If you’re anything like me, you think Central Student Government election season at the University of Michigan is a nuisance at best. As a freshman, I had serious doubts about the ability of Central Student Government to accomplish anything meaningful or substantial, or if it could, then I had doubts as to whether Arab and Muslim voices would matter at all in that setting.

Just a few years ago, the Arab community on campus seemed fractured and invisible with no clear central authority to which we could address our concerns and aspirations, and no clear institutional support for improving student life in ways that narrowly affected our community. The Muslim community seemed only slightly better in these regards but was still relatively weak in its administrative ability to deal with rising incidences of Islamophobia. At that time, it was difficult to even imagine a place for inserting ourselves into important administrative conversations, as so few Arabs or Muslims were represented in CSG, and the ones that were present were known to have faced discriminatory remarks and subtle racism to get there.

Now, as a graduating senior, I have come to see the Arab and Muslim communities’ place on campus in a totally different light. These past two years, especially, have seen important victories for us and it has become clear that administrations, including CSG, have begun to take our collective concerns seriously. In the past two years, CSG has uplifted the voices of historically marginalized Palestinian students, responded to ugly incidences of Islamophobia in reflection rooms, administered reforms and, crucially, has made the broader Arab community on campus more visible with the support for the implementation of a Middle Eastern/North African identity category on official University documents. This most recent resolution supported by CSG will help the ME/NA community going forward by providing pertinent demographic information on issues like retention and graduation rates, allocation of funding and bias incident reporting.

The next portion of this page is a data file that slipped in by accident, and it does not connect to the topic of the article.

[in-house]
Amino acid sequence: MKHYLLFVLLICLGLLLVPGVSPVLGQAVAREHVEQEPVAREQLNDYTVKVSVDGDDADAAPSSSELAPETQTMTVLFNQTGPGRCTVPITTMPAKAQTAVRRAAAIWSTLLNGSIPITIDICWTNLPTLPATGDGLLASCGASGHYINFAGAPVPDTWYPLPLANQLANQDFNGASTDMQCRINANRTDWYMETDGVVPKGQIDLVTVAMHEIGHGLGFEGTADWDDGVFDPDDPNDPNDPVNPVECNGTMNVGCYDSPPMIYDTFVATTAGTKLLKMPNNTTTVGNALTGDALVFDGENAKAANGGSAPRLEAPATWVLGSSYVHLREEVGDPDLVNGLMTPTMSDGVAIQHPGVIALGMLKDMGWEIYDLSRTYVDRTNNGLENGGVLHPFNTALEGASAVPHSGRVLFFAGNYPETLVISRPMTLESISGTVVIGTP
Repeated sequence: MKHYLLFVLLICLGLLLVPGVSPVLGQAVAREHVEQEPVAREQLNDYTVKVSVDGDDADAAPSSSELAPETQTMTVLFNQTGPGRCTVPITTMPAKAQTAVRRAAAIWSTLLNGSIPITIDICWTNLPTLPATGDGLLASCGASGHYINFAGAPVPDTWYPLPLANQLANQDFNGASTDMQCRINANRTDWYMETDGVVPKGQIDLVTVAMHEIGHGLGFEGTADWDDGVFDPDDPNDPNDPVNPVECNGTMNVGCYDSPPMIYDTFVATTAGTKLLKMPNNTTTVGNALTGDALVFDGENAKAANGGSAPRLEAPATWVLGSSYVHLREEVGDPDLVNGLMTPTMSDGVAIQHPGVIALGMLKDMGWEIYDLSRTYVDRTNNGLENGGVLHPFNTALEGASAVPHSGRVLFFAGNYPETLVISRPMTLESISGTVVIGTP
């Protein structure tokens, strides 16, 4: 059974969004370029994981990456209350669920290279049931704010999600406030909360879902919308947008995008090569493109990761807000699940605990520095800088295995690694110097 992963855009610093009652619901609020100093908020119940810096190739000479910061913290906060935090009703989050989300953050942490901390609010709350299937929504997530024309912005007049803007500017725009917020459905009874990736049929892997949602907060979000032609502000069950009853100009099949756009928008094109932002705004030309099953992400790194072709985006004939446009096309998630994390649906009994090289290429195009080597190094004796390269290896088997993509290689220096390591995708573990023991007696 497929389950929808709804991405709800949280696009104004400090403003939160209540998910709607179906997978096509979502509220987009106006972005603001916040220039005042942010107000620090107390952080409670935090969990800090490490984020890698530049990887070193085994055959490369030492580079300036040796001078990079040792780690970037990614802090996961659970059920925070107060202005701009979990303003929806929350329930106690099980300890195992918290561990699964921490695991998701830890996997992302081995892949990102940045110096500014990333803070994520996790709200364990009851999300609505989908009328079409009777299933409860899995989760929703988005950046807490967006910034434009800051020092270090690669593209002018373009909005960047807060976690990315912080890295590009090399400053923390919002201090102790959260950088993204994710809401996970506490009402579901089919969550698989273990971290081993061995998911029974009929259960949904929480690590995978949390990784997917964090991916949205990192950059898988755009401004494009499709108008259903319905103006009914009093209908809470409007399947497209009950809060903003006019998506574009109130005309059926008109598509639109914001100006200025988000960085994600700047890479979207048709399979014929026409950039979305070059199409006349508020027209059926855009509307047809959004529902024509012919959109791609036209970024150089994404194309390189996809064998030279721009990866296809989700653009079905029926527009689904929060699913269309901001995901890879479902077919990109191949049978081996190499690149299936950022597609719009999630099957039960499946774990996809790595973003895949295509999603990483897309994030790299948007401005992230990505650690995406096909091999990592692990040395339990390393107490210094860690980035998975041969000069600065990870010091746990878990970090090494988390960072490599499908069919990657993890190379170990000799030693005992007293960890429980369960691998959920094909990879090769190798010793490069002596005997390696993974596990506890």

But these huge victories were not won alone. Our communities, both Arab and Muslim, have relied on our allies on campus to bring attention to our unique needs. And in this respect, Engineering junior A.J. Ashman and LSA junior Charlie Bingham must be thanked for their work and dedication. I didn’t know either of them then, but I saw and recognized their presence at the University Board of Regents meeting when the implementation of the ME/NA box was being debated. I saw them proudly sporting #WeExist shirts, and they were present and supportive for the right reasons. Both Ashman and Bingham stood in solidarity, recognizing how minority experiences can often be detrimental to our collective feeling of belonging on campus. They were there for us even before either of them decided to run for office. Now, they have partnered to create the MomentUM campaign, highlighting issues like ours and similar issues for other minority communities, relying upon Arabs, Muslims and allies to build a comprehensive platform that speaks to our needs.

Representation matters, and this year’s slate of candidates with the MomentUM party are the most representative and diverse yet, including the most Arab and Muslim representatives to run with a party to date. It’s not enough that the candidates are demographically diverse. Indeed, these candidates are all incredibly passionate, competent and, most importantly, eager to continue making positive changes on our campus. What separates them from other candidates? The MomentUM team wants to center voices and concerns that affect communities on campus from both visible and invisible identities. In fact, The Daily’s CSG debate last Thursday highlighted how MomentUM alone addresses these issues. Every party mentioned the struggles of invisible identities, but only MomentUM candidates mentioned ME/NA students in particular. The ME/NA category was recorded for the first time in a CSG report, and it was Ashman who made that change to input that data in that report. In fact, Ashman specifically requested that CSG redo the survey just to make sure that data was available for analysis. Being included in the MomentUM campaign gives affirmation to their experiences while simultaneously uplifting them, especially for Arabs and Muslims who aren’t necessarily clearly identifiable as such but who nevertheless bear the brunt of anti-Arab racism and Islamophobia.

Now is our opportunity to elevate our communities by bringing them into the fold of University governance. CSG does affect student experiences whether we are aware or not, so it’s important that we understand the consequences of our votes. It’s time for Arabs and Muslims to keep the MomentUM going.

Reema Kaakarli is an LSA Senior


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